In Killing Floor 2 you're always almost surrounded, with hundreds of different enemies flooding doorways, exploding out of windows and clawing their way towards you from every direction as your team of six desperate survivors empties shotguns, grenade launchers and other heavy weapons at the advancing horde.
Killing Floor 2 is horde mode writ large, video game thrash metal that delivers a bigger version of Killing Floor's pulpy thrills with plenty more content, but along the way has lost a little bit of what made the original so great, and I've struggled to put my finger on exactly why that is.
There's certainly more content than the original. There are more classes, more weapons and more official maps than the first game, and many of these additions are well thought out, too. Each of the seven classes — dubbed Perks — from the original returns in a tweaked form for the sequel and they're joined by three new entries, with each of the 10 offering a unique play-style: the Firebug is mostly interested in crowd control with a flamethrower or microwave gun, while the Berserker grabs a sword or axe and tries to goad the biggest beasties to attack them, defending against their attacks while the rest of the team pour the damage on.
There's really something for everyone between the classes, and the more you play them and gain experience, the more useful they'll be. Levelling up in a class makes it straight-up better, meaning a level 10 Medic is always going to be better than a level eight Medic due to the class benefits the game bestows on you. The only real diversity inside the classes is the bonus either/or Perk choice you can make every five levels and these all feel like immediately useful and valuable additions to your skill-set.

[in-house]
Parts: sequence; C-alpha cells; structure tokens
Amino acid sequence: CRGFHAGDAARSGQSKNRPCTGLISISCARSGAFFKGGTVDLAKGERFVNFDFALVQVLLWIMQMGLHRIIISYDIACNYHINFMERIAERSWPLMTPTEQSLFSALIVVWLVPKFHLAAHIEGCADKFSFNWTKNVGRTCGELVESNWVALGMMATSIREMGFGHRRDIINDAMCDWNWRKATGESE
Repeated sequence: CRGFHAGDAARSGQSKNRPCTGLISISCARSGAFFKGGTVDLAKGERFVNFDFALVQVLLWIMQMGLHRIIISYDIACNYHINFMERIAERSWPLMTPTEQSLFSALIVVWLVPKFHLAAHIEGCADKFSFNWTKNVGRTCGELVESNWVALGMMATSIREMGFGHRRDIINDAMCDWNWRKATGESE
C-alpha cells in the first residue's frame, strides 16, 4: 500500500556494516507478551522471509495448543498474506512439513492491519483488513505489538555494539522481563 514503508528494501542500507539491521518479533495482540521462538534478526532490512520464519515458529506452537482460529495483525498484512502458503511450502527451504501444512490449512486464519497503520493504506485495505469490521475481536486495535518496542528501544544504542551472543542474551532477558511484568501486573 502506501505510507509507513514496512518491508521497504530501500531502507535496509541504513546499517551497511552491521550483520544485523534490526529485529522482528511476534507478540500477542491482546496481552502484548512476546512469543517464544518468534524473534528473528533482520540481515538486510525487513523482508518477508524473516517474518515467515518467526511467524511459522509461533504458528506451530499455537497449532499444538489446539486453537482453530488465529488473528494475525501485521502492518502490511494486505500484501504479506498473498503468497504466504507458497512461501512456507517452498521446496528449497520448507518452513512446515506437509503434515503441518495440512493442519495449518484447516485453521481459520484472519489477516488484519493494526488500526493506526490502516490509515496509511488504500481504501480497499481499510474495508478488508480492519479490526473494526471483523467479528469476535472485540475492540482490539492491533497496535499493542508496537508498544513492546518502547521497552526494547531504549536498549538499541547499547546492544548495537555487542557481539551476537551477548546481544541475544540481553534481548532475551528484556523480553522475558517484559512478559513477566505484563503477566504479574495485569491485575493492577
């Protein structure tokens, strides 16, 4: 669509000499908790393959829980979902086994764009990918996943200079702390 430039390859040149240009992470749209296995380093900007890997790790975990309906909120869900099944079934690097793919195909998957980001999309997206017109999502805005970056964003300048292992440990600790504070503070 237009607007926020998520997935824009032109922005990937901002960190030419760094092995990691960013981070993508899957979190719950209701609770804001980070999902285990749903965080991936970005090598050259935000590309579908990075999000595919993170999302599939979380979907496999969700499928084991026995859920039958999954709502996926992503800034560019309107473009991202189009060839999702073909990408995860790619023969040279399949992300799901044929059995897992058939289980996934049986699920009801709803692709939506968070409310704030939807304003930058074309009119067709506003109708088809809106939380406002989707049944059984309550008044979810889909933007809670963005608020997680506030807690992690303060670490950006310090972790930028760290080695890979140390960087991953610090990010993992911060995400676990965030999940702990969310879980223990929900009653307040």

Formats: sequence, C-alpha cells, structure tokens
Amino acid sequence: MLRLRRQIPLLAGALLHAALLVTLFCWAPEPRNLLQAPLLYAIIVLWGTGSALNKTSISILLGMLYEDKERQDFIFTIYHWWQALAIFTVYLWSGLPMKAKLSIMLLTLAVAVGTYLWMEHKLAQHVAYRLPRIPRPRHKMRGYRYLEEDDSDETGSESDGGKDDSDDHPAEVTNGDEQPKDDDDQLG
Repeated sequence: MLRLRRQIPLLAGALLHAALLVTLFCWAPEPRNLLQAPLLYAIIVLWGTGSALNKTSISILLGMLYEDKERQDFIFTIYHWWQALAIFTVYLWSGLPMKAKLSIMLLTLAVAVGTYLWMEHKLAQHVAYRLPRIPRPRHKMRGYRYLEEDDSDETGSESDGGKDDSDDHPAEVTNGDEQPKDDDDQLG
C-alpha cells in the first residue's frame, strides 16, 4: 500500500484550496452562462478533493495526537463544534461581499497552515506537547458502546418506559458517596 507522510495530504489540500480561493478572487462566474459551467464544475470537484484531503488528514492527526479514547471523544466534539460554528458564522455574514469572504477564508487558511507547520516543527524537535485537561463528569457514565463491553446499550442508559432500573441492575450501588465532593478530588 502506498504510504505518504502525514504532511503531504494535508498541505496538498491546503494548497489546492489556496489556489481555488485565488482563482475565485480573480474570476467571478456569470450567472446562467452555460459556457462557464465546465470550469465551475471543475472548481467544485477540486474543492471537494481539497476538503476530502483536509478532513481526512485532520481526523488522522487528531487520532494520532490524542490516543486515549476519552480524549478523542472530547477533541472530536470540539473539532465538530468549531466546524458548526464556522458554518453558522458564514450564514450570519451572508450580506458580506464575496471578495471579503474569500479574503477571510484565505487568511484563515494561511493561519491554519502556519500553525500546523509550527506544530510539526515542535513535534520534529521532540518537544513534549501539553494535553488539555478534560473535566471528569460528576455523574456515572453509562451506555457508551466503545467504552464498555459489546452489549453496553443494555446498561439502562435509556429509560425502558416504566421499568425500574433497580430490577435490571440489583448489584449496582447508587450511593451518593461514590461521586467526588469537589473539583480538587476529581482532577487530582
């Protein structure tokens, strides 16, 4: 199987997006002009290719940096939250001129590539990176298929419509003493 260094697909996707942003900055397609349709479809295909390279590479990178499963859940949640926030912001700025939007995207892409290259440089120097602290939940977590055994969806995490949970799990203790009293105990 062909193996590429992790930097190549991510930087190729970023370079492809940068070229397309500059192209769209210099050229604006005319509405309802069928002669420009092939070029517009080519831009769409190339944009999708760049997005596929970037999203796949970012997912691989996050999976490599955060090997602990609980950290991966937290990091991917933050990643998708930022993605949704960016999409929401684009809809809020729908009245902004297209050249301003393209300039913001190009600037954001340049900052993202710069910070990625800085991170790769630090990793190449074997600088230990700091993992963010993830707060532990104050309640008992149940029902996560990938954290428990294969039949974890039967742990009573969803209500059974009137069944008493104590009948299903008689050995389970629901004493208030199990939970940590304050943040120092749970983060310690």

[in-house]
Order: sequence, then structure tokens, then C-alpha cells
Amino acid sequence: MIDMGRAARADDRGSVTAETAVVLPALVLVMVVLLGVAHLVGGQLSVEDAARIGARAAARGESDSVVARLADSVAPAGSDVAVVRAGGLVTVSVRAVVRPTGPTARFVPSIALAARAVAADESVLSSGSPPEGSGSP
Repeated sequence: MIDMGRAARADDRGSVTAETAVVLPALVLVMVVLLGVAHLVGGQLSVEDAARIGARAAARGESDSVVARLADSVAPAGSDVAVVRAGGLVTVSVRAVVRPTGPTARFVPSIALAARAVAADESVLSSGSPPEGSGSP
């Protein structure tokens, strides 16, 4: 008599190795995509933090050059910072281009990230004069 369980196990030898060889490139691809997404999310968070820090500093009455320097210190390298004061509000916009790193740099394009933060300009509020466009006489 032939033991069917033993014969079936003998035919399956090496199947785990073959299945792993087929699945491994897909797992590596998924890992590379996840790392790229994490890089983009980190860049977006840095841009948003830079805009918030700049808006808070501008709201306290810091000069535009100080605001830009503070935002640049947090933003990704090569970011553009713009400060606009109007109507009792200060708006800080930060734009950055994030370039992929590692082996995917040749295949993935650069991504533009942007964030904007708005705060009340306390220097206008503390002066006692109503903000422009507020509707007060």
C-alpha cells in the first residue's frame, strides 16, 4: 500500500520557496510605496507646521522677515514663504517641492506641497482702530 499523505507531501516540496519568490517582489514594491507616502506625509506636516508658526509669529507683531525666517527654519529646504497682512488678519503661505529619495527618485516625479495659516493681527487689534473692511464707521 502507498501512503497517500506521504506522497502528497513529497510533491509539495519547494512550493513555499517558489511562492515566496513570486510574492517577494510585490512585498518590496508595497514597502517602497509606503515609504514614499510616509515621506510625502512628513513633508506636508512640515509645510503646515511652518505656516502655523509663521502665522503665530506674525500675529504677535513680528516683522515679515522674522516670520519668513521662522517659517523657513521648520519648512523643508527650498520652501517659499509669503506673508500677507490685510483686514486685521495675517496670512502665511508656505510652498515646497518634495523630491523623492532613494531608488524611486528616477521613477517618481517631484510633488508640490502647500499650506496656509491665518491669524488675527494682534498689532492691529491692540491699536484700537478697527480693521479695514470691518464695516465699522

Unfortunately, because having more experience just makes you outright better, and you only gain experience for levelling and cash for buying better weapons by virtue of killing enemies, it can feel like a tough grind when you're outgunned by your teammates and fighting for every kill. Levelling isn't a quick process either: Although it isn't as glacial as Killing Floor's unlock process, it's a far cry from the instant gratification found in most shooters, meaning that if you want to excel with a class, you're going to need to put in the work. Some players might well find this satisfying, although if you have a yearning for continuous unlocks and progression, you won't get what you're looking for here.
The actual combat itself is quite fluid, with people moving from position to position as they get slowly overrun. It's a lot of fun, and the shooting feels suitably chunky with weapons feeling satisfyingly powerful, often taking out weaker enemies with a quick burst. Gunfire, melee attacks and explosives all take chunks out of targets too, leading to a battlefield that often looks as chaotic as it feels, awash with blood and covered in the partial remains of those you destroyed in the previous wave.
When the action gets too tough, you'll often see a slow-motion mode dubbed Zed Time kick in, allowing you to turn the tide with accurate headshots or escape from some of the most malicious enemies. Each of them feel like a real threat with the base monster, the lowly Clot, still able to murder you horrifically as it grabs you and refuses to let go while his companions try to tear the meat from your bones.